Weekly monitoring of headspace was conducted for hydrogen, carbon dioxide, ethanol, and oxygen. Headspace analysis was by gas chromatography. Oxygen, hydrogen, and carbon dioxide were analyzed on a 15-feet, 60/80 mesh, Carboxen 1000 column with nitrogen as the carrier gas and thermal conductivity detection. Ethanol was analyzed on a 75-meter DB-624 column with nitrogen as the carrier gas and flame ionization detection.

The tubes were harvested, yielding a test period of approximately one month (˜34 days). Approximately ten-gram sub-samples were submitted for analysis of nitrate-nitrogen, perchlorate, and total solids. Other samples were analyzed for soil pH by mixing with distilled water and measuring the pH with a standard probe.

FIGS. 3 and 4 illustrate bar graphs of final perchlorate and nitrate-nitrogen concentration, respectively. Based on the results of the testing, ethanol and hydrogen are both shown to reduce nitrate to non-detectable concentrations within approximately one month of inoculation (the minimum reporting limit [MRL] was 2.4 milligrams per kilogram [mg/kg] and non-detectable limits were given one-half the MRL). Ethanol was capable of reducing the perchlorate concentration from about 74.2 mg/kg to about 0.37 mg/kg and hydrogen was capable of reducing the perchlorate concentration to about 19 mg/kg within approximately one month of inoculation.

The testing data shows that perchlorate was removed only after nitrate was removed, as was expected because biological nitrate reduction typically precedes, or occurs at the same time but more slowly than, biological perchlorate reduction. Moisture appeared to have the most beneficial effect on nitrate and perchlorate reduction in the electron donor amended tests. Nutrients, but not moisture, appeared to have a positive effect on perchlorate reduction only in the tests with no electron donor amendment. Nutrients and moisture appeared to have positive individual effects on nitrate reduction in the tests with no electron donor amendment.

When an electron donor was present, nutrients did not appear to stimulate perchlorate reduction. For both the hydrogen- and ethanol-amended tests, final perchlorate concentrations in the presence of moisture and nutrients were greater than in the presence of moisture alone.

Headspace oxygen concentrations were measured and ranged from non-detected to a single observation of five percent oxygen. Concentrations typically were no greater than two percent. Oxygen can inhibit perchlorate and nitrate reduction and may have leaked into the tubes through needle perforations in the butyl rubber stoppers. Nevertheless, oxygen did not appear to prevent complete reduction of nitrate and nearly complete reduction of perchlorate.

FIGS. 5-8 illustrate graphs of average headspace carbon dioxide concentrations under control, moisture-amended, nutrient-amended, and moisture plus nutrient-amended conditions, respectfully. FIGS. 9-11 illustrate the same data in different grouping of test conditions. The data shows that carbon dioxide consumption in the presence of hydrogen and carbon dioxide production in the presence of ethanol is significantly greater than in the absence of an electron donor. No significant effect of moisture or nutrients on carbon dioxide production was observed in the absence of an electron donor. These results did not correlate to the effects of moisture and nutrients on nitrate and perchlorate reduction. Significantly greater carbon dioxide consumption was observed in hydrogen-amended tubes when the high level of moisture was added. These results correlate somewhat to the effects of moisture and nutrients on nitrate and perchlorate reduction. Significantly greater carbon dioxide production was observed in the ethanol-amended tubes when nutrients were added. These results did not correlate to the effects of moisture and nutrients on nitrate and perchlorate reduction.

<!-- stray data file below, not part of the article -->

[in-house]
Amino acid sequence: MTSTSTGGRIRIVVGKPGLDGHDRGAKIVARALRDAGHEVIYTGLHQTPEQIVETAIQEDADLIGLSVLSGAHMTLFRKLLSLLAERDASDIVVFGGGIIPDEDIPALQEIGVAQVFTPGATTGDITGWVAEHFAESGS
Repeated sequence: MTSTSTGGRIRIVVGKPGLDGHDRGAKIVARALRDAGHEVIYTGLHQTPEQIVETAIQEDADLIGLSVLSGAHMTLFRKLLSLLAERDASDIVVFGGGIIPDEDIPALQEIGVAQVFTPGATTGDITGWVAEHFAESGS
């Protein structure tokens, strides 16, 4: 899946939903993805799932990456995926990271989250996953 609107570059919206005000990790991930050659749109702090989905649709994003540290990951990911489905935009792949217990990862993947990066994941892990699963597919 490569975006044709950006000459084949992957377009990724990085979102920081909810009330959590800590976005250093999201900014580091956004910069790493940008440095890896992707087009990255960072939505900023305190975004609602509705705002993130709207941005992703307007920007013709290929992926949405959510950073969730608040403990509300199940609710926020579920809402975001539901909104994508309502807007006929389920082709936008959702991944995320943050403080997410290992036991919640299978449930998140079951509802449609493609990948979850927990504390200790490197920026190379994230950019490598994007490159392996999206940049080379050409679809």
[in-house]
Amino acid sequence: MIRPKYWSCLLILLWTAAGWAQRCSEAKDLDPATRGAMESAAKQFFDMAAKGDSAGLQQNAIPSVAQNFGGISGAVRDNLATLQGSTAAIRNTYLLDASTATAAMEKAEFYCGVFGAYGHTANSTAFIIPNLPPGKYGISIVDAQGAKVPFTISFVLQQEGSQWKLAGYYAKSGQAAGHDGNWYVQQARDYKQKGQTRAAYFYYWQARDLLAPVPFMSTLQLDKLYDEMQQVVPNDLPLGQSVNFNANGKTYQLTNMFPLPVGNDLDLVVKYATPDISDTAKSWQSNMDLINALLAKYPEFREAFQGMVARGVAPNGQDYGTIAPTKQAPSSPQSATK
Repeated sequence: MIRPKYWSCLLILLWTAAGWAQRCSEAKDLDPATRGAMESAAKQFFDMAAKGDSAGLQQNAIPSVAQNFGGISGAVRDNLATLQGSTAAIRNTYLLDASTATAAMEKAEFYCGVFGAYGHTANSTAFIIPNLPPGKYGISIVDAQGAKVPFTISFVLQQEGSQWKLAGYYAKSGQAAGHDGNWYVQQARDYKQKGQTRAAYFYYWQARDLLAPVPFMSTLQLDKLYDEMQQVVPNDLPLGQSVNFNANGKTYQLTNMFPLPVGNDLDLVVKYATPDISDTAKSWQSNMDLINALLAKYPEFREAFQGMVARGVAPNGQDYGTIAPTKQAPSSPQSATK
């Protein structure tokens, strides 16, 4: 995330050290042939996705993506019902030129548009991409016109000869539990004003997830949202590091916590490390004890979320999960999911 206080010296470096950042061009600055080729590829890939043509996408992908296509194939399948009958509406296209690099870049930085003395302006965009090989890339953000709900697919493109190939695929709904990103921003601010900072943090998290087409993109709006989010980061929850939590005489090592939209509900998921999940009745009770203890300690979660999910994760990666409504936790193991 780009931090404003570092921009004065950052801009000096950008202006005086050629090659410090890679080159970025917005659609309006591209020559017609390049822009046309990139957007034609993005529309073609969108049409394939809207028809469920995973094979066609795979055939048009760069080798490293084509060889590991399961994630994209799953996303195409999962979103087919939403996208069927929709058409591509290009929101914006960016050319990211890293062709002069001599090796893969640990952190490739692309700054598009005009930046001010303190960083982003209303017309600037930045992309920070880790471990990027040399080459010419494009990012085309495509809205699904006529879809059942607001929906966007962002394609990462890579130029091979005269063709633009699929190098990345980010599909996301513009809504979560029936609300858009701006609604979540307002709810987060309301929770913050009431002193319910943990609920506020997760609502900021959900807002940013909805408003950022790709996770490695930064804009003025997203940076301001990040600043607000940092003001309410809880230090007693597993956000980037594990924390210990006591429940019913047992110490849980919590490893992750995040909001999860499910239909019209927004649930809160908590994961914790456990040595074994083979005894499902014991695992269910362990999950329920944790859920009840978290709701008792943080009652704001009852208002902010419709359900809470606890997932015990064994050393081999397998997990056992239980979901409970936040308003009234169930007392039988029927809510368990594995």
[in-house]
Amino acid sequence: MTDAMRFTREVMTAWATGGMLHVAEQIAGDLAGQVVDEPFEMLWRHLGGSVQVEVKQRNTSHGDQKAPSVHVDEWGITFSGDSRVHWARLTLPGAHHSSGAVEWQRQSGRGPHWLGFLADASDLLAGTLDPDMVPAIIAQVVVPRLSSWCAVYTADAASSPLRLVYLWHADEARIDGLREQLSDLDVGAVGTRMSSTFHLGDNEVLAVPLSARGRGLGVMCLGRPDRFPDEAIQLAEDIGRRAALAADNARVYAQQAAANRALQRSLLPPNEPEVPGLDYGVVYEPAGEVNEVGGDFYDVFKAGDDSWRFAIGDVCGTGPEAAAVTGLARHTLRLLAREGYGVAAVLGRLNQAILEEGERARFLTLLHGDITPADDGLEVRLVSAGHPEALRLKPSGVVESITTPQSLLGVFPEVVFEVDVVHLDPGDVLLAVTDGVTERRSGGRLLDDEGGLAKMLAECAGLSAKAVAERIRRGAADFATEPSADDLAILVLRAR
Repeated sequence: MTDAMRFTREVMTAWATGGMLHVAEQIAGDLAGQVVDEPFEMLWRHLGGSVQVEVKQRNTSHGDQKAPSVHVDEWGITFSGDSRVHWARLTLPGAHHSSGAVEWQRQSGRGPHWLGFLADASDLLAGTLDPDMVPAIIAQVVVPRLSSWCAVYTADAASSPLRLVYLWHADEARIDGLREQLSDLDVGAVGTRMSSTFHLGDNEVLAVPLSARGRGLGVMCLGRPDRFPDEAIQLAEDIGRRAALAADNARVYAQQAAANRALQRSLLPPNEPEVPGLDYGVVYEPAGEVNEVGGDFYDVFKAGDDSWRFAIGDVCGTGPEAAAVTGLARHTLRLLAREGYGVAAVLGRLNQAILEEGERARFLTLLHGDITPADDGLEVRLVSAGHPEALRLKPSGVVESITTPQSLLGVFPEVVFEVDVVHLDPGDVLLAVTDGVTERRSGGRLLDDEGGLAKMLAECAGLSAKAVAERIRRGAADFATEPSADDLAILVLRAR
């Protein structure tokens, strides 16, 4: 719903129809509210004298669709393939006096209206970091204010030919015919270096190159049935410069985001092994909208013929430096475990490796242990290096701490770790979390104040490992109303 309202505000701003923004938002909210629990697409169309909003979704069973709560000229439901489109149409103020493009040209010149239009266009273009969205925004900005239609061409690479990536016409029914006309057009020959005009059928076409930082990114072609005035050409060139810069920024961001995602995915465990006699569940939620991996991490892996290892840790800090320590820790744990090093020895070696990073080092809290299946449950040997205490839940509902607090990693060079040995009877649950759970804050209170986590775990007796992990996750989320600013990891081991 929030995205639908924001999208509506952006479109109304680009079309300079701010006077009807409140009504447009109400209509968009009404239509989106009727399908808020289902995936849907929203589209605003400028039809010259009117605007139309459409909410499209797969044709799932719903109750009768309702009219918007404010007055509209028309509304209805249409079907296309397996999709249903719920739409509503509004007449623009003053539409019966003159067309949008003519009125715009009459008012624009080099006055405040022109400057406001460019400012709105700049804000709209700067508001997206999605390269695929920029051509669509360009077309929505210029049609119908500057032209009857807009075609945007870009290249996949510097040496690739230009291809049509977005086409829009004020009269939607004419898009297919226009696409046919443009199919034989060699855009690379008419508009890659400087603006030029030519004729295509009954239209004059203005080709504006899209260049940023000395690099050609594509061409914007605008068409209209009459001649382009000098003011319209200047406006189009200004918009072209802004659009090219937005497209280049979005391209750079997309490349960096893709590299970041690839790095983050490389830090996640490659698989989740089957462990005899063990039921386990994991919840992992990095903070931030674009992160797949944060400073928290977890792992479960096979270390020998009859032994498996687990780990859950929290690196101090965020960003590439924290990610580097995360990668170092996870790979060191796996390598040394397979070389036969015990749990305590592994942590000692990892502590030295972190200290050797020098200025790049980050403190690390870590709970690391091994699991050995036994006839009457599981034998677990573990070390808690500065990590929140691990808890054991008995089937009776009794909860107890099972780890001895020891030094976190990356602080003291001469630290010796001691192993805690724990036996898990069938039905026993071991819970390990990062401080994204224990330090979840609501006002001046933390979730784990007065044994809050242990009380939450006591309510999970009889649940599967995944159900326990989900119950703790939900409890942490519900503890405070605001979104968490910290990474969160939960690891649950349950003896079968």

FIG. 12 illustrates a graph of hydrogen concentrations in a separately prepared tube for the purpose of quantifying hydrogen loss through a butyl rubber stopper. The hydrogen concentration decreased by less than ten percent over the 18-day test.

FIG. 13 illustrates a graph of headspace hydrogen concentrations for the hydrogen-amended tubes. The data through day 23 indicated that hydrogen consumption was greater in the presence of moisture. Nutrients appeared to inhibit hydrogen consumption as it appeared to inhibit perchlorate reduction and possibly nitrate reduction. Hydrogen was added to tubes 5B and 11A on day 23 and to tubes 2A, 5A, and 11B on day 27 as shown by the increased in hydrogen concentrations.

FIG. 14 illustrates a graph of hydrogen concentrations in the ethanol-amended tubes. Hydrogen was produced most dramatically in the presence of moisture alone. The results suggest ethanol was possibly being fermented to hydrogen and another organic carbon compound such as acetic acid. Between day 30 and 34 hydrogen was reconsumed with a commensurate increase in carbon dioxide production.